The boss should take immediate, explicit action whenever company property is mistreated or neglected in any manner.
This is vitally important when the service department's tools and equipment are concerned.
Make no mistake, an owner or manager who fails to address abuse and neglect digs his or her own grave. This is akin to other areas of leadership and management: Employees need to know that there are sanctions for mistreating company property—and that includes tools and equipment.
Some workers are naturally respectful of other people's property. But there are always employees who sense a boss' perceived weaknesses like sharks smell blood. They may be very capable, reliable workers, but they're also opportunists who'll take advantage of the boss and the company in various—usually subtle—ways. My experience has been that neglect or mistreatment of equipment is one of those ways.
For example, time is precious to technicians. Good techs are very conscious of how a few minutes spent here and a few minutes wasted there add up to hours of unproductive time. Time-consciousness, of course, benefits both the tech and the boss because wasted time makes neither of them any money.
The challenge may be dealing with successful technicians who happen to be very selfish, not to mention cagey. They save themselves time at the expense of fellow techs and the business at large. These guys get away with it because they've learned they can. Here's how:
Imagine a costly and extensive set of pullers or bushing/bearing drivers that you bought for the benefit of the entire service department. Now imagine that selfish tech who wants to maximize his time. He uses one of your specialty tools but doesn't return it—or return it in its entirety—to the tool crib or storage area. He's too busy cranking out the work to be bothered behaving professionally and politely.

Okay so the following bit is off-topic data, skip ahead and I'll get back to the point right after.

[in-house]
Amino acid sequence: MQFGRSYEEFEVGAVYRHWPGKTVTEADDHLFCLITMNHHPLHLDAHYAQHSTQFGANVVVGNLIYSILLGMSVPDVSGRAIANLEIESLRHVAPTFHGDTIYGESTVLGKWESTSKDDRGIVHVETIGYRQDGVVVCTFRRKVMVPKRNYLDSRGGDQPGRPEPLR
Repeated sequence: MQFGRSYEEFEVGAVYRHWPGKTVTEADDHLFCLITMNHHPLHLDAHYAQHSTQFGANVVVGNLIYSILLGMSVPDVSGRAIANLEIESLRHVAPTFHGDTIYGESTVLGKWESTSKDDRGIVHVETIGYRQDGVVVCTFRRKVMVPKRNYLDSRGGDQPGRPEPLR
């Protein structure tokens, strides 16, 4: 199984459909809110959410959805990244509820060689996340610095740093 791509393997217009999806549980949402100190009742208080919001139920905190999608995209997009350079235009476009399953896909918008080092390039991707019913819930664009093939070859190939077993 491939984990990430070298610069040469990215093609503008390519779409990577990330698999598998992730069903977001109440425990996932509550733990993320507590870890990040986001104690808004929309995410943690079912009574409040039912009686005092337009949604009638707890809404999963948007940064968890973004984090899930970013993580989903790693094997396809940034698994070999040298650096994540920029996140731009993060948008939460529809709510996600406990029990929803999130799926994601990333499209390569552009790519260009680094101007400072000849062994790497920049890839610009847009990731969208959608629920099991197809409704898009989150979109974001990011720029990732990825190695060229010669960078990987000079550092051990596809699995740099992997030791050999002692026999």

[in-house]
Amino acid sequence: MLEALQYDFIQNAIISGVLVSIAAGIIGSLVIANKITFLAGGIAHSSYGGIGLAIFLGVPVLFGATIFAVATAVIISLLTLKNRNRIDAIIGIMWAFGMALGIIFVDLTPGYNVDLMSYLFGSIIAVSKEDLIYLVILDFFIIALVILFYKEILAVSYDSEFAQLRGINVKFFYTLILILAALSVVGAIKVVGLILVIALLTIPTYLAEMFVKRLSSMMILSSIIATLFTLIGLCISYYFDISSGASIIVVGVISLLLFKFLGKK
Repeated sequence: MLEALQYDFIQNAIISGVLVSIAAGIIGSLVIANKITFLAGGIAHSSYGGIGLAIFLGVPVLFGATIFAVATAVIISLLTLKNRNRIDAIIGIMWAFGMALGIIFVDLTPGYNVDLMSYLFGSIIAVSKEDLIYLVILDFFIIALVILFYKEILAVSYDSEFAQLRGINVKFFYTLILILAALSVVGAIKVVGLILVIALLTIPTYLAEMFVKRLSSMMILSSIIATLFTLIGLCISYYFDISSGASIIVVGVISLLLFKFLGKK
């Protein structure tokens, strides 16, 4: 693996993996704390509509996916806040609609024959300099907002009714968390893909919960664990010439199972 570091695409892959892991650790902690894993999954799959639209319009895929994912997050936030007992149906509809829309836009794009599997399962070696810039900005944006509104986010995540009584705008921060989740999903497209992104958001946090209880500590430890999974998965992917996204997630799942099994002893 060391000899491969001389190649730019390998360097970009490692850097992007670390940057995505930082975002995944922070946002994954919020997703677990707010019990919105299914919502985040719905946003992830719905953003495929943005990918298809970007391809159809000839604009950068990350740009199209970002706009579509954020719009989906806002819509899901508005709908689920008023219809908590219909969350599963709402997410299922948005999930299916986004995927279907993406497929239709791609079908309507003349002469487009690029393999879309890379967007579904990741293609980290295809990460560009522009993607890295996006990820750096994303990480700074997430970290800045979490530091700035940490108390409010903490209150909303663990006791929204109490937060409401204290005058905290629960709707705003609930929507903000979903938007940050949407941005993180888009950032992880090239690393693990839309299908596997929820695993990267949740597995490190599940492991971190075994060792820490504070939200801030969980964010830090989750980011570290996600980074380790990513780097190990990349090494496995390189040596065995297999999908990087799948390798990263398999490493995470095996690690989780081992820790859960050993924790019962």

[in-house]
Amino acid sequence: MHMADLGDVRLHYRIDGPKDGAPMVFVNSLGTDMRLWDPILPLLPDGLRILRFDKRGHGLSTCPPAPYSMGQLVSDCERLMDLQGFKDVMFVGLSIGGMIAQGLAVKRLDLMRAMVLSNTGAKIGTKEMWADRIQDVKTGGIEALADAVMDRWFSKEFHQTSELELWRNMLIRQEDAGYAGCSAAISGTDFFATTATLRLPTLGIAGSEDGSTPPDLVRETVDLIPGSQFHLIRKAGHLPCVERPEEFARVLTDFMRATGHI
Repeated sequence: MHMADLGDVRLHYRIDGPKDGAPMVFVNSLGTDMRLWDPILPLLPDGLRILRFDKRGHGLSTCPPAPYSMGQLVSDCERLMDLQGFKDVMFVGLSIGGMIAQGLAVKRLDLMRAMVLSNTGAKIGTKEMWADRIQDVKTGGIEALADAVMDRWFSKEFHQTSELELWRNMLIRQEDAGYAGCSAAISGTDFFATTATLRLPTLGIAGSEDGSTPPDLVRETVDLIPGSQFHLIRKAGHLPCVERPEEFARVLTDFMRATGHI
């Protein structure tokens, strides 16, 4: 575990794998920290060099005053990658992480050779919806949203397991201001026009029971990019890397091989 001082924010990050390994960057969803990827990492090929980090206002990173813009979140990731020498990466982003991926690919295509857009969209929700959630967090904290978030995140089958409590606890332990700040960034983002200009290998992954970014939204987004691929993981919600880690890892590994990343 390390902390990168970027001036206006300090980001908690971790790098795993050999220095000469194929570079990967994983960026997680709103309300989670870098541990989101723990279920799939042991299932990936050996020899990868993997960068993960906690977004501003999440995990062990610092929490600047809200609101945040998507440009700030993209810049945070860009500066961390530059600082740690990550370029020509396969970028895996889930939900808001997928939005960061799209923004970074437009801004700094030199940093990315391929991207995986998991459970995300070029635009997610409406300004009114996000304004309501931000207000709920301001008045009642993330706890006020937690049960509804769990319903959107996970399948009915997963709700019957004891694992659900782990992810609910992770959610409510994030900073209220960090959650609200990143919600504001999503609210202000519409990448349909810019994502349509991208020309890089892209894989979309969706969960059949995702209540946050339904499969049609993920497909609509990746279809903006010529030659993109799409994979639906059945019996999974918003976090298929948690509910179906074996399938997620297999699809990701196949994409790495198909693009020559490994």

Next, suppose another tech needs that special tool and/or pieces of that tool. Since the items aren't where they belong, he wastes time combing the entire service department for those pieces. He might spend 30 minutes or more hunting for items that, by now, are perhaps buried on or under another tech's work bench.
Sometimes specialty tools or parts often get lost because selfish people didn't put them back where they belong. Now another tech needs that tool and can't find it. In another selfish move, the tech modifies or simply butchers a different, company-owned tool in order to crank out a repair job that day. Now the shop's stuck with one missing tool as well as a ruined one—all due to selfish behavior.
It's also not uncommon for some techs to slip and damage a piece of shop equipment. Or they lose a valuable adapter from it. Sometimes they irreversibly modify something on the equipment instead of asking you to buy the proper piece.
Eventually, this selfish behavior backfires by costing the company time and money. The point is to recognize that some techs will try to evade responsibility for your stuff as long as they can. You may need to hold a team meeting at which you clarify everyone's responsibilities to the company. Emphasize that responsibility by establishing penalties for neglect, carelessness and abuse. Then enforce those rules.
What's more, it may be time to set up a periodic inventory of tool kits, test equipment and the like. Create checklists for this purpose. That means rotating the inventory chores among the workers so that a different tech checks a different area of the service department each time. Experience shows that giving workers more responsibility for their workplace yields much better results than taking a hands-off approach.
Let's face it, there's no crime in honest mistakes. Tools do break and techs do leave items in customers' cars. But they still need to alert managers so those items are replaced promptly—for the benefit of everyone in the service department. Plus, the manager needs to address chronic mistakes or neglect—and that means right now.